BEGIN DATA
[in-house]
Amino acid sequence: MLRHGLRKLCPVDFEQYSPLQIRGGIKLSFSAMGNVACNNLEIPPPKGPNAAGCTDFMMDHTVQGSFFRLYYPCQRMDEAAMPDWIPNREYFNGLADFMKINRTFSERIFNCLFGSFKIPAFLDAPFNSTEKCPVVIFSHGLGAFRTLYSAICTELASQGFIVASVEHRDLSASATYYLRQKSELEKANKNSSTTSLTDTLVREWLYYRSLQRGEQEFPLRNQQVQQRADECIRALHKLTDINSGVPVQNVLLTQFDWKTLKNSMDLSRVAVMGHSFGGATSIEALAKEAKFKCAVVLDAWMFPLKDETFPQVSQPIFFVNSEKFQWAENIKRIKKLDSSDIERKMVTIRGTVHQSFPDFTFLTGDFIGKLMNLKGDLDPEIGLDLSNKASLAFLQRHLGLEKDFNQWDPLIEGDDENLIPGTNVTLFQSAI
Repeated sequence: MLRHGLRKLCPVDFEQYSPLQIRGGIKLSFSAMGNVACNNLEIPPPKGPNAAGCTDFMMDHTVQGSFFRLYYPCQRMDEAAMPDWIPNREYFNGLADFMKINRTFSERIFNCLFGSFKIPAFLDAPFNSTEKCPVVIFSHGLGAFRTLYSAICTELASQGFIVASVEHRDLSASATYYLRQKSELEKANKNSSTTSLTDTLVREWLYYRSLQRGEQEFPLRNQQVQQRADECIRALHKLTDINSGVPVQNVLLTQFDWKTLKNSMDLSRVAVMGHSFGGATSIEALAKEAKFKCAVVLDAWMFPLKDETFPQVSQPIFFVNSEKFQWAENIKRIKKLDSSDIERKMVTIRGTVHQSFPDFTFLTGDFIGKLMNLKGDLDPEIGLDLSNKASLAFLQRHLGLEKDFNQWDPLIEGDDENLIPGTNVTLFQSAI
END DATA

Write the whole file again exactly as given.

[in-house]
Amino acid sequence: MLRHGLRKLCPVDFEQYSPLQIRGGIKLSFSAMGNVACNNLEIPPPKGPNAAGCTDFMMDHTVQGSFFRLYYPCQRMDEAAMPDWIPNREYFNGLADFMKINRTFSERIFNCLFGSFKIPAFLDAPFNSTEKCPVVIFSHGLGAFRTLYSAICTELASQGFIVASVEHRDLSASATYYLRQKSELEKANKNSSTTSLTDTLVREWLYYRSLQRGEQEFPLRNQQVQQRADECIRALHKLTDINSGVPVQNVLLTQFDWKTLKNSMDLSRVAVMGHSFGGATSIEALAKEAKFKCAVVLDAWMFPLKDETFPQVSQPIFFVNSEKFQWAENIKRIKKLDSSDIERKMVTIRGTVHQSFPDFTFLTGDFIGKLMNLKGDLDPEIGLDLSNKASLAFLQRHLGLEKDFNQWDPLIEGDDENLIPGTNVTLFQSAI
Repeated sequence: MLRHGLRKLCPVDFEQYSPLQIRGGIKLSFSAMGNVACNNLEIPPPKGPNAAGCTDFMMDHTVQGSFFRLYYPCQRMDEAAMPDWIPNREYFNGLADFMKINRTFSERIFNCLFGSFKIPAFLDAPFNSTEKCPVVIFSHGLGAFRTLYSAICTELASQGFIVASVEHRDLSASATYYLRQKSELEKANKNSSTTSLTDTLVREWLYYRSLQRGEQEFPLRNQQVQQRADECIRALHKLTDINSGVPVQNVLLTQFDWKTLKNSMDLSRVAVMGHSFGGATSIEALAKEAKFKCAVVLDAWMFPLKDETFPQVSQPIFFVNSEKFQWAENIKRIKKLDSSDIERKMVTIRGTVHQSFPDFTFLTGDFIGKLMNLKGDLDPEIGLDLSNKASLAFLQRHLGLEKDFNQWDPLIEGDDENLIPGTNVTLFQSAI